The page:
Margaret Beaufort: Mother of a Dynasty
Meet the greatest heiress of her age, her three husbands, her son and the people on whom she waged war. Find out what made Margaret Beaufort the mother of the dynasty that grew out of the Wars of the Roses.
To provide an overview of the life, achievements and political role of Margaret Beaufort.
Who is the course for?
What topics will this course cover
We'll look briefly at Margaret's family and her claim to the throne, the disgrace of her father and the three marriages made before she was fifteen. We will explore the route that took Margaret from almost total powerlessness to one where she was the person of greatest influence in the kingdom. We will explore the relationship that Margaret had with her son Henry. We will consider the way that she used marriage and intrigue as well as an agreement with Elizabeth Woodville to secure Henry's future. We will look at Margaret's learning, her piety and what her contemporaries had to say about her as well as discussing the way that history perceives her.
What will it be like?
WEA classes are friendly and supportive. You will be encouraged to work together with your fellow students and tutor. You will be asked to share your ideas and views in the class and work with the group to give and accept feedback in a supportive environment. The WEA tutor will use a range of different teaching and learning methods and encourage you to be actively involved in your learning. You may be asked to undertake work to support your course outside of your class.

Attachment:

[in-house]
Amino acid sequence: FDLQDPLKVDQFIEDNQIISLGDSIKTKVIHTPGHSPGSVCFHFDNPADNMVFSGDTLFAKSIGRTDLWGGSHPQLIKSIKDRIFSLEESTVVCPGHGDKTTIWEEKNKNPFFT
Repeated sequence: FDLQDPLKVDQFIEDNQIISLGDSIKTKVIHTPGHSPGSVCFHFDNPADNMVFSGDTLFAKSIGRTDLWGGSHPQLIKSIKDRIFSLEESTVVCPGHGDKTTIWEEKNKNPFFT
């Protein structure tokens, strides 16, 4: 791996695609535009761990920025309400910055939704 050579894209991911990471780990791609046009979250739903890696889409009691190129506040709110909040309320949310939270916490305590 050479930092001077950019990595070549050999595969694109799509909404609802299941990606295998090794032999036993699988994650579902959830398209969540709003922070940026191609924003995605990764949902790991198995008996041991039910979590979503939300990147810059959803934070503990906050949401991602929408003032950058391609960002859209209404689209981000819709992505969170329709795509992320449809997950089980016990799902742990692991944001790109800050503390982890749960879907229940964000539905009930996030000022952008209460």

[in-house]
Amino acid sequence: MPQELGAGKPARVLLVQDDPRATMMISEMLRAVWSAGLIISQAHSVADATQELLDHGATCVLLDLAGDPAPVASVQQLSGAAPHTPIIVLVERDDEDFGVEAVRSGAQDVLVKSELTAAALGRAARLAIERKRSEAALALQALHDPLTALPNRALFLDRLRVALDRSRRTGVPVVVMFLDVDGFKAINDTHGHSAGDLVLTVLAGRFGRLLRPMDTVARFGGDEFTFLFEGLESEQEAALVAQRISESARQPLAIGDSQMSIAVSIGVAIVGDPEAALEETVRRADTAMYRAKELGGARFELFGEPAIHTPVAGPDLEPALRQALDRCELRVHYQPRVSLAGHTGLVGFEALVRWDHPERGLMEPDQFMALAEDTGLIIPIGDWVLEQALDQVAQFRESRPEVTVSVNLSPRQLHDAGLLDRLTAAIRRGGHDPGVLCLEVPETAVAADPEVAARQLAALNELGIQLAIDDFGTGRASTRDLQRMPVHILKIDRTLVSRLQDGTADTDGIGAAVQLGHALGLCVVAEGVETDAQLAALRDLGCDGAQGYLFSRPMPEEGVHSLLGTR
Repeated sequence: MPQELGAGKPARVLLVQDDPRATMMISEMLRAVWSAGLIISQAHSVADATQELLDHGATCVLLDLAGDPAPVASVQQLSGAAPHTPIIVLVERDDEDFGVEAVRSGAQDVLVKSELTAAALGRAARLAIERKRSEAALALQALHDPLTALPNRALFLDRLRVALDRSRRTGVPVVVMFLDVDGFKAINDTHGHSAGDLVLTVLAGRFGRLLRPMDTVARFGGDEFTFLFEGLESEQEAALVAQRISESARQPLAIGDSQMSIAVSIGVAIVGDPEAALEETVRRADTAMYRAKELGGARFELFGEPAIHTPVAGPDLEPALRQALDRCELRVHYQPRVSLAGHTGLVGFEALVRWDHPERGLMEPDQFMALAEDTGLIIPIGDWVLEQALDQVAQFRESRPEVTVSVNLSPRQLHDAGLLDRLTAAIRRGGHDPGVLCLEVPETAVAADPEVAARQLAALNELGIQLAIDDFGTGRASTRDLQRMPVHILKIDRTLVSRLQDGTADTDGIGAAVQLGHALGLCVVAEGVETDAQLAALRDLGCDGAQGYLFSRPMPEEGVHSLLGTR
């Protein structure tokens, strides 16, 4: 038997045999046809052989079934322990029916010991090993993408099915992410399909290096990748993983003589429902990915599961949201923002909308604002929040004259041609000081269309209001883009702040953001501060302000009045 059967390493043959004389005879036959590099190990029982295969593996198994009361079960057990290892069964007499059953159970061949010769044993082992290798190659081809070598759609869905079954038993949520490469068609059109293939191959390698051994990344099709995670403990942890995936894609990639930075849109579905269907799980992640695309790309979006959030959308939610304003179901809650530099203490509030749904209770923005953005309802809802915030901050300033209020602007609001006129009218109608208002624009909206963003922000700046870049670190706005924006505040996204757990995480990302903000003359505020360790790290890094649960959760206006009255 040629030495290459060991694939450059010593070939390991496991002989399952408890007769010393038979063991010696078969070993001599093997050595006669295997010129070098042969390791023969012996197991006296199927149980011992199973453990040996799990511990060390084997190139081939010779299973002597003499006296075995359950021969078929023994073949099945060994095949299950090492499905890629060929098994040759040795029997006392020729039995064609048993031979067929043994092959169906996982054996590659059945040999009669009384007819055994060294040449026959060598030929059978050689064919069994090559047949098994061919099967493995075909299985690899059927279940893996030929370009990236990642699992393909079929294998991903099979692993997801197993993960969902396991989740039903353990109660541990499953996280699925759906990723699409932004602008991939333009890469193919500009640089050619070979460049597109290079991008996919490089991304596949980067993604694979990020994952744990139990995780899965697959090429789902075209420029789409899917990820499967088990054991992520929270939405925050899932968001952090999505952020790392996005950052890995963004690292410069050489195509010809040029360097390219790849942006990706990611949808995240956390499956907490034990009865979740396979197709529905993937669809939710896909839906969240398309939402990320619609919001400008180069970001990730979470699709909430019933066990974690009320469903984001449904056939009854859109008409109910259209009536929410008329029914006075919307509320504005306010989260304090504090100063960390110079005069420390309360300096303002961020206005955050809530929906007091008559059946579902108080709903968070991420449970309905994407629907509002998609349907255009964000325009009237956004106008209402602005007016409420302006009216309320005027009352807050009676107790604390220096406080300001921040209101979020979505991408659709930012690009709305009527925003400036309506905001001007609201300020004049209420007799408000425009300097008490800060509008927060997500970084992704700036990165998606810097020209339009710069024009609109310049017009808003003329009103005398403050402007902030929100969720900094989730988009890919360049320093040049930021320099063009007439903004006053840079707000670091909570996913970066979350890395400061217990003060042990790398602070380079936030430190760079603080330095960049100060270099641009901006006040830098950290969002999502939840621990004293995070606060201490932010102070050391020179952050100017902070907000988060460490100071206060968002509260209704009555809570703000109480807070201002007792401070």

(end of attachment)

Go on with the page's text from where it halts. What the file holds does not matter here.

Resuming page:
By the end of the course I should be able to:
Identify some of the factors which made Margaret Beaufort important to the Lancastrian succession. Discuss with at least three different examples the way in which Margaret made herself the mistress of political intrigue in order to further advance her son. Identify some of the ways in which Margaret influenced the court of Henry Tudor using examples. Draw on primary sources to identify Margaret as a person rather than a politician. Explain what is meant by temporal responsibility and discuss the ways in which Margaret sought to fulfil that responsibility.
How will I know I'm making progress?
Discussion, question and answer, self assessment and through individual learning goals identified at the end of the day for individual study.
What else do I need to know, do or bring?
Handouts will be provided on the day. You may wish to bring sandwiches and a drink as there is only a short break for lunch.
Reading and information sources
There is no essential reading but the following texts are useful if you wish to know more about Margaret Beaufort: Carter, Alicia. The Women of the Wars of the Roses Gristwood, Sarah. Blood Sisters: The Women Behind the Wars of the Roses
What could the course lead to?
Other history courses provided by the WEA. There are a variety in Calderdale as well as membership of a number of local history organisations.